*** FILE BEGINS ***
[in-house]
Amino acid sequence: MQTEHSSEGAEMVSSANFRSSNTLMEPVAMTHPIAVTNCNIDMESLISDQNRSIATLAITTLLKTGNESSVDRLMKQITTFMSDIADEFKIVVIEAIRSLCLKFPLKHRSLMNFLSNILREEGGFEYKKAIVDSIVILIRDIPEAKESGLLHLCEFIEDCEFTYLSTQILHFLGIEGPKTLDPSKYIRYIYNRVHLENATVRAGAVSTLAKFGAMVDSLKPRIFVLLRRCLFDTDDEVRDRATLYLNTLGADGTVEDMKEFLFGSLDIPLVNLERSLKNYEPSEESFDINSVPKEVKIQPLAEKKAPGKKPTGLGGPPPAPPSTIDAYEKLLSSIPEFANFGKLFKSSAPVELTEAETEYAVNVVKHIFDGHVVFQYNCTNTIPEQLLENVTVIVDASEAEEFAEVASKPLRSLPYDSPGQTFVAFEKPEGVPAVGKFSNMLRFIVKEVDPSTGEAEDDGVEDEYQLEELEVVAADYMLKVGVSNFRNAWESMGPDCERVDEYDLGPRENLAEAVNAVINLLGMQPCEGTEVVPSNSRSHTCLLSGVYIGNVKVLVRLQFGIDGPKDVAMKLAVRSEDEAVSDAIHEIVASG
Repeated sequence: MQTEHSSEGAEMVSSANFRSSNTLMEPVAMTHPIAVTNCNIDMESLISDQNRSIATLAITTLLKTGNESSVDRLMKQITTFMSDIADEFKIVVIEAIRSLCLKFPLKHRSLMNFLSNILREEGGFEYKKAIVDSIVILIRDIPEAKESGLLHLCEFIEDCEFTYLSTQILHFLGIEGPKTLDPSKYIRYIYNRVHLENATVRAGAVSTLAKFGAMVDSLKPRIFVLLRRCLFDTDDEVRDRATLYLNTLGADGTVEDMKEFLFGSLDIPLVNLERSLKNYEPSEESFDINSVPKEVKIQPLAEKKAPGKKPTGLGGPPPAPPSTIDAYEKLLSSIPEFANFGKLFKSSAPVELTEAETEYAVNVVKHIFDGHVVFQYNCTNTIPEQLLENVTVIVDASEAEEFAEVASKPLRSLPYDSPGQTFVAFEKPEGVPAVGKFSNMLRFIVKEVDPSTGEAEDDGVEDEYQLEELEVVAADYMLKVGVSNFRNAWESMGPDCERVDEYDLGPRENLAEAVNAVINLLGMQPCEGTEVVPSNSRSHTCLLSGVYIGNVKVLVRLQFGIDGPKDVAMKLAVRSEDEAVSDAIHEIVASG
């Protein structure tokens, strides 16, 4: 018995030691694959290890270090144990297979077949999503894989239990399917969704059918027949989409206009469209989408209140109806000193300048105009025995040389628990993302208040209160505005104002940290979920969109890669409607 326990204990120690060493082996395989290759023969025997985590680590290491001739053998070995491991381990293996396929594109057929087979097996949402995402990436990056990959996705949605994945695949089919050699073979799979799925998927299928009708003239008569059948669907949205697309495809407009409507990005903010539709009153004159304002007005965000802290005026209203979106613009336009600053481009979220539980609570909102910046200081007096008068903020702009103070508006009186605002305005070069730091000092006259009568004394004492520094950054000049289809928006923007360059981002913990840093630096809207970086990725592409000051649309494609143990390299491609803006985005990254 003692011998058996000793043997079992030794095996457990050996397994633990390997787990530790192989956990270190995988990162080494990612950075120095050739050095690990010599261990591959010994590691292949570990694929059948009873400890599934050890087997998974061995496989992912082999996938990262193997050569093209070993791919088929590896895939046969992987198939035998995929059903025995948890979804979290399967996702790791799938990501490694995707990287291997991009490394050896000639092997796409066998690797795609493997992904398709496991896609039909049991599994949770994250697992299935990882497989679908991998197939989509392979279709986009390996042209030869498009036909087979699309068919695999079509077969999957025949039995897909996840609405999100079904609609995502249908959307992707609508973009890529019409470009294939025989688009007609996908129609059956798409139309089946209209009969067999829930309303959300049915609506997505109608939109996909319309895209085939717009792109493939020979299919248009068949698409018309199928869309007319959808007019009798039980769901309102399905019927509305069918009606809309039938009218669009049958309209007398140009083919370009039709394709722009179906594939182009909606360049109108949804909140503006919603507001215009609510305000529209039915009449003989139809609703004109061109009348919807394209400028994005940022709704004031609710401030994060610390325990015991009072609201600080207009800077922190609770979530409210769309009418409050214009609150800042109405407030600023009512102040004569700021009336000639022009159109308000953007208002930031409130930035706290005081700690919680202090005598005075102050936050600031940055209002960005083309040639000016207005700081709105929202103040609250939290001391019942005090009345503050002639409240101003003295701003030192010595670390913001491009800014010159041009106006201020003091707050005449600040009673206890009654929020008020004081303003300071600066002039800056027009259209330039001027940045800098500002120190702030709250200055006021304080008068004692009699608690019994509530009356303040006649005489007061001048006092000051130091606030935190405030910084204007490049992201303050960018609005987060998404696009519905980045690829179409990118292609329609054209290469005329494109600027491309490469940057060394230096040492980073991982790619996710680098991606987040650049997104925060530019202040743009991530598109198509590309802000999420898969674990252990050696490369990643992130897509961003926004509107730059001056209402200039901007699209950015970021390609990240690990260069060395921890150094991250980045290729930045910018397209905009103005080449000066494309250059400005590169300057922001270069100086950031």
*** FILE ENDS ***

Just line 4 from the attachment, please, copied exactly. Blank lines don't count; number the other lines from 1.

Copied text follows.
């Protein structure tokens, strides 16, 4: 018995030691694959290890270090144990297979077949999503894989239990399917969704059918027949989409206009469209989408209140109806000193300048105009025995040389628990993302208040209160505005104002940290979920969109890669409607 326990204990120690060493082996395989290759023969025997985590680590290491001739053998070995491991381990293996396929594109057929087979097996949402995402990436990056990959996705949605994945695949089919050699073979799979799925998927299928009708003239008569059948669907949205697309495809407009409507990005903010539709009153004159304002007005965000802290005026209203979106613009336009600053481009979220539980609570909102910046200081007096008068903020702009103070508006009186605002305005070069730091000092006259009568004394004492520094950054000049289809928006923007360059981002913990840093630096809207970086990725592409000051649309494609143990390299491609803006985005990254 003692011998058996000793043997079992030794095996457990050996397994633990390997787990530790192989956990270190995988990162080494990612950075120095050739050095690990010599261990591959010994590691292949570990694929059948009873400890599934050890087997998974061995496989992912082999996938990262193997050569093209070993791919088929590896895939046969992987198939035998995929059903025995948890979804979290399967996702790791799938990501490694995707990287291997991009490394050896000639092997796409066998690797795609493997992904398709496991896609039909049991599994949770994250697992299935990882497989679908991998197939989509392979279709986009390996042209030869498009036909087979699309068919695999079509077969999957025949039995897909996840609405999100079904609609995502249908959307992707609508973009890529019409470009294939025989688009007609996908129609059956798409139309089946209209009969067999829930309303959300049915609506997505109608939109996909319309895209085939717009792109493939020979299919248009068949698409018309199928869309007319959808007019009798039980769901309102399905019927509305069918009606809309039938009218669009049958309209007398140009083919370009039709394709722009179906594939182009909606360049109108949804909140503006919603507001215009609510305000529209039915009449003989139809609703004109061109009348919807394209400028994005940022709704004031609710401030994060610390325990015991009072609201600080207009800077922190609770979530409210769309009418409050214009609150800042109405407030600023009512102040004569700021009336000639022009159109308000953007208002930031409130930035706290005081700690919680202090005598005075102050936050600031940055209002960005083309040639000016207005700081709105929202103040609250939290001391019942005090009345503050002639409240101003003295701003030192010595670390913001491009800014010159041009106006201020003091707050005449600040009673206890009654929020008020004081303003300071600066002039800056027009259209330039001027940045800098500002120190702030709250200055006021304080008068004692009699608690019994509530009356303040006649005489007061001048006092000051130091606030935190405030910084204007490049992201303050960018609005987060998404696009519905980045690829179409990118292609329609054209290469005329494109600027491309490469940057060394230096040492980073991982790619996710680098991606987040650049997104925060530019202040743009991530598109198509590309802000999420898969674990252990050696490369990643992130897509961003926004509107730059001056209402200039901007699209950015970021390609990240690990260069060395921890150094991250980045290729930045910018397209905009103005080449000066494309250059400005590169300057922001270069100086950031």